It’s already happening in other places around the U.S.: As of the beginning of April 2, 231 inmates and 223 staff members were infected with the coronavirus at the Rikers Island jail complex in New York, according to Slate.
- Michael Shults
- From left: Captain Michael Shults and Lieutenant Michael Gill stand in front of the Deschutes County Adult jail.
On April 5, seven Oregon prisoners filed a class action law suit against Brown and the Oregon Department of Corrections for subjecting prisoners to cruel and unusual punishment, alleged they did not adequately protecting prisoners from an outbreak of COVID-19, according to Oregon Public Broadcasting.
Meanwhile, inmates at a minimum-security prison in North Portland rioted last week because the facility didn’t provide soap, cleaning supplies and masks, according to the Portland Mercury.
Over the last week, no new major outbreaks were reported inside correctional facilities in Oregon
Prisoners and inmates have made some headway in Oregon. Inmates in some state prisons began sewing cloth masks as part of their 40-hour-a-week work requirement and will distribute them to other prisons and jails throughout the state this week.
Local inmates and COVID-19At the Deschutes County Adult Jail, the jail managers may make wearing a mask mandatory. Inside the jail, inmates and staff work around the clock to sanitize surfaces and clean communal areas, according to Captain Michael Shults, who manages the jail along with Sheriff Shane Nelson and Lieutenant Michael Gill. The deputies also limit movement inside the jail and require social distancing outside and in their dining units.
As of today, there’s no known cases of COVID-19 at DCAJ. That could all change very quickly.
“The last thing we want is this virus to go through our system,” Shults said. “We’re a close-knit population in the jail system... If we were to get it, and we could at any time, we need the ability to move people into individual cells and provide them with medical care.”
But communal living and shared space is part of an inmate’s life. Isolating every inmate during an outbreak is an almost impossible task, especially because DCAJ usually runs at capacity.
Two months ago, the jail accommodated an average of 300 inmates at any given time. About 20 new inmates entered the jail every day, and 20 people left, according to Gill. But that all changed when COVID-19 hit Oregon. Today, the Deschutes County Adult Jail has only about 150 inmates.
Shults and Gill worked with parole and probation officers, public defenders, and local judges to examine the charges brought against the inmates they had in custody.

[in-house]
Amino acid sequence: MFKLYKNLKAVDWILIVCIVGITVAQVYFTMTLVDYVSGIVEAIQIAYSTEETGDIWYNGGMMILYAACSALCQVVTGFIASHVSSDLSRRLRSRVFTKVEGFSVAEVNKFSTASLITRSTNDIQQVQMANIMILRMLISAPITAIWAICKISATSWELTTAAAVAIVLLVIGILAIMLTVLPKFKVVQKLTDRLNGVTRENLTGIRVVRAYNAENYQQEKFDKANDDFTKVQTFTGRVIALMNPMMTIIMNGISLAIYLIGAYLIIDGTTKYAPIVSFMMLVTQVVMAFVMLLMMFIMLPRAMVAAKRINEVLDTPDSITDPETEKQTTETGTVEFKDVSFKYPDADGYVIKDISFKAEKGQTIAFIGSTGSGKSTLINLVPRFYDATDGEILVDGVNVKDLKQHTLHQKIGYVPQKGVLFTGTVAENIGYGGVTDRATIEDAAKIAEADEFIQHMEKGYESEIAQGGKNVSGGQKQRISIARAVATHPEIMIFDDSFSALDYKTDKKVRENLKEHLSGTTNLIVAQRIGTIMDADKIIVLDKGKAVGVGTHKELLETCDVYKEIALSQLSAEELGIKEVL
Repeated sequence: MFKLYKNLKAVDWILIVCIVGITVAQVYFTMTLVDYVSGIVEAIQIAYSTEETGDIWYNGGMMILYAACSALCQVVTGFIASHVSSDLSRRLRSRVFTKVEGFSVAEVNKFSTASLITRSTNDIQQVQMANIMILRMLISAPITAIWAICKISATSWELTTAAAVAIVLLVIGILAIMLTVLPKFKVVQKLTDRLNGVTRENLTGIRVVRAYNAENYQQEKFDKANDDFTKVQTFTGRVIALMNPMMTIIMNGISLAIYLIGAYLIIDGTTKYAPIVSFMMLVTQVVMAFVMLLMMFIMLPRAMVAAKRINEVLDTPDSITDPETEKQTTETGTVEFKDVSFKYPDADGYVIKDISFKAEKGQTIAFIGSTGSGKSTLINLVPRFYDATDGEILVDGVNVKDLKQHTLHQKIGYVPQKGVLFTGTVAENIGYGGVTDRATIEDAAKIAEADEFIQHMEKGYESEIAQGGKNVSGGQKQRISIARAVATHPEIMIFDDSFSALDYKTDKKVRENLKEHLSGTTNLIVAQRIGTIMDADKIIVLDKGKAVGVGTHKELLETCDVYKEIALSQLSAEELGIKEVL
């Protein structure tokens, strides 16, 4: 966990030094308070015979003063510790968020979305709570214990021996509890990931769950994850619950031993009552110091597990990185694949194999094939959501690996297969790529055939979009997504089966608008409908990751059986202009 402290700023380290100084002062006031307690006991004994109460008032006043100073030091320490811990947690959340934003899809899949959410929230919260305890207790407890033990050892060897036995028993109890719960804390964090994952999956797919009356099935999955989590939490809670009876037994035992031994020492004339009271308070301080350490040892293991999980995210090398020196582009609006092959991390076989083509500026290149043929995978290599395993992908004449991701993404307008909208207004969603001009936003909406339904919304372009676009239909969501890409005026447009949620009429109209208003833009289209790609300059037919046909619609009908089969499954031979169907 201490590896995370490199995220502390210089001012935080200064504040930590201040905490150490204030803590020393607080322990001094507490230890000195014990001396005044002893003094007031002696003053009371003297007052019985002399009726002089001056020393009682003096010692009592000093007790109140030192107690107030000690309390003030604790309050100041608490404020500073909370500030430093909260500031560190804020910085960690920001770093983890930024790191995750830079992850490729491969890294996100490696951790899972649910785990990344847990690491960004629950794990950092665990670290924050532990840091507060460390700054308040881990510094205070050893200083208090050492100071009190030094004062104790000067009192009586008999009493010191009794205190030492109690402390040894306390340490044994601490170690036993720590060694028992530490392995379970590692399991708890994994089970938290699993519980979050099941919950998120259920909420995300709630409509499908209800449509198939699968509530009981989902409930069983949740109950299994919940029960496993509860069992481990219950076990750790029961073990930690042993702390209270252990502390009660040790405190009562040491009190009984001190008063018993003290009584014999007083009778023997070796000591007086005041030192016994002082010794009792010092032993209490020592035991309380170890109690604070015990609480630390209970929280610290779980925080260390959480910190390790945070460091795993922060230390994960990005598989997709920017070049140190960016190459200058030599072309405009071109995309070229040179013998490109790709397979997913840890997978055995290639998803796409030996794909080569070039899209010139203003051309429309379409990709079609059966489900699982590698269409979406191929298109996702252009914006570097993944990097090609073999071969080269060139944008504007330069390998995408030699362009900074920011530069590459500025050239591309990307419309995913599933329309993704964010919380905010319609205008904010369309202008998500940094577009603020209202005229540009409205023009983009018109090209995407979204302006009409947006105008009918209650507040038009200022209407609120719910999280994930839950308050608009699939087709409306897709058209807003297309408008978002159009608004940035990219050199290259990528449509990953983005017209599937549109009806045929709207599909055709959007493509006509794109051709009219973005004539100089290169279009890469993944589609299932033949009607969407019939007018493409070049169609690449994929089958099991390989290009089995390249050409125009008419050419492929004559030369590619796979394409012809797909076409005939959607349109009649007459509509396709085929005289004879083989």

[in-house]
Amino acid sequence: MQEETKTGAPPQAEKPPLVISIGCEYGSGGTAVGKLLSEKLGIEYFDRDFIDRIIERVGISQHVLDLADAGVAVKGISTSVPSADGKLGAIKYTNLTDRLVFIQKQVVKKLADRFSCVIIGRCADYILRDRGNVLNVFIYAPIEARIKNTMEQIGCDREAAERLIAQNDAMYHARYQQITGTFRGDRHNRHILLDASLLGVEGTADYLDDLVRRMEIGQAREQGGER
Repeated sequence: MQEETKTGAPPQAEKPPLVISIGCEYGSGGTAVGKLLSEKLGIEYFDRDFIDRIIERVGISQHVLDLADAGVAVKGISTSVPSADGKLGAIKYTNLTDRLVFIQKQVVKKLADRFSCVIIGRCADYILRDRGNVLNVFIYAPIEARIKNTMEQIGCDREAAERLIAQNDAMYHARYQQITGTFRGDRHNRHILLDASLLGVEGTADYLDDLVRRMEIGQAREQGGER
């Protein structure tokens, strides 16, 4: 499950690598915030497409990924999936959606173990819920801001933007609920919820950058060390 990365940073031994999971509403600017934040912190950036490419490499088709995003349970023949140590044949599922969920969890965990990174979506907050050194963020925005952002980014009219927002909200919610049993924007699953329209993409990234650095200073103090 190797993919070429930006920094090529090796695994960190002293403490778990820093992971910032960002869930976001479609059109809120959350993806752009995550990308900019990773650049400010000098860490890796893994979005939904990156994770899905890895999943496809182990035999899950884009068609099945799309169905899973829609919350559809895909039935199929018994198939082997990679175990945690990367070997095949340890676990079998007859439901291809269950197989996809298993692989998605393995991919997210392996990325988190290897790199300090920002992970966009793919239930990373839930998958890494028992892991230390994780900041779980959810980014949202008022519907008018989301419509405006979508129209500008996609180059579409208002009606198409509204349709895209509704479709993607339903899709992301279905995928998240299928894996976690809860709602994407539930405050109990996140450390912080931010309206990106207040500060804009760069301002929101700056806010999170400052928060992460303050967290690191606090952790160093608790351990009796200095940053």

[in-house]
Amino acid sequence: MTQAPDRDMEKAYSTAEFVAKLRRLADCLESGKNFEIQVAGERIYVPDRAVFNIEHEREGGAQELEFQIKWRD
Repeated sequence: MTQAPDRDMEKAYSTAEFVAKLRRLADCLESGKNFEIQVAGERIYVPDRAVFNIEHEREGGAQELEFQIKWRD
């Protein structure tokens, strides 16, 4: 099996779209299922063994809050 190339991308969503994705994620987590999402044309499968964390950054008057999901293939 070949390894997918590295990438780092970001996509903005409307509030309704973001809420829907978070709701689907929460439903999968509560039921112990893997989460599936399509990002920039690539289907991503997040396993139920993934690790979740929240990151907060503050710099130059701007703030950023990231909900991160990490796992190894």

“We looked at the whole population, and found out who was close to being released, and who was the least likely to return to jail [if released early],” Shults said. “We excluded felonies and person-to-person crimes, and other things that may present a danger to the public. We didn’t release DUI second offenders, for example, or those with assault charges and domestic violence.”
Don't come to jail
“We also worked with law enforcement to see if there were some cases where they could manage and intervene before actually sending people to jail,” Shults said. “This could include things like disorderly conduct, driving with a suspended license or petty theft.”
According to these deputies, some people who were arrested over the last few week weeks received a citation and a court date, instead of going straight to jail. The Oregon Chief Justice delayed most court proceedings until June 1.
“When we got word of this, we knew this was going to be one of the hardest things for our staff members to deal with,” Shults said. “Our law enforcement officers, the Bend and Redmond PD [police department], they’re all taking this very seriously, and know the consequences if they bring someone sick into the jail.”
While the deputies work to maintain social distancing and sanitization supplies for the people inside the jail—and say the inmates appreciate it—there’s some major downsides to the coronavirus scare and lockdown. Inmates no longer have anyone coming in from the outside that is not staff: this includes their attorneys and people teaching classes and yoga programs.
“We’ve made technology provisions… inmates can meet with attorneys over the phone or video, and have visits with doctors, psychologists,” Shults said.
"Our AJ Behavioral Health Specialist is still here," Gill said. "She’s just being more creative how she interacts... more video visits and less face to face."
Both Shults and Gill participate in weekly meetings with the Oregon State Sheriff’s Association, a group that formed 100 years ago to keep each jail accountable to the same standards.
“We get together with jail managers around the state for several hours to make sure we’re all falling in line with best practices,” Shults said. “Our COVID plan is a living document, we update it every week… I’m constantly reading the latest updates on this virus and its effect on the jail system from when I wake up in the morning, until I go to bed at night.”
Next week, face coverings are on the agenda. The State may issue guidelines that require masks inside all prisons and jails within Oregon. The DCAJ may get a shipment of cloth masks made by inmates in state prisons.
On the state level, Gov. Kate Brown was considering the early release of about 3,000 inmates, or about 22% of the total state prison population. (Gov. Jay Inslee announced April 13 that Washington State would release 950 inmates.) But Brown told OPB she is concerned that many inmates would then be left without medical care and a place to live. Currently, she has a list of about 300 non-violent offenders who have approved homes and are within eight weeks of being released.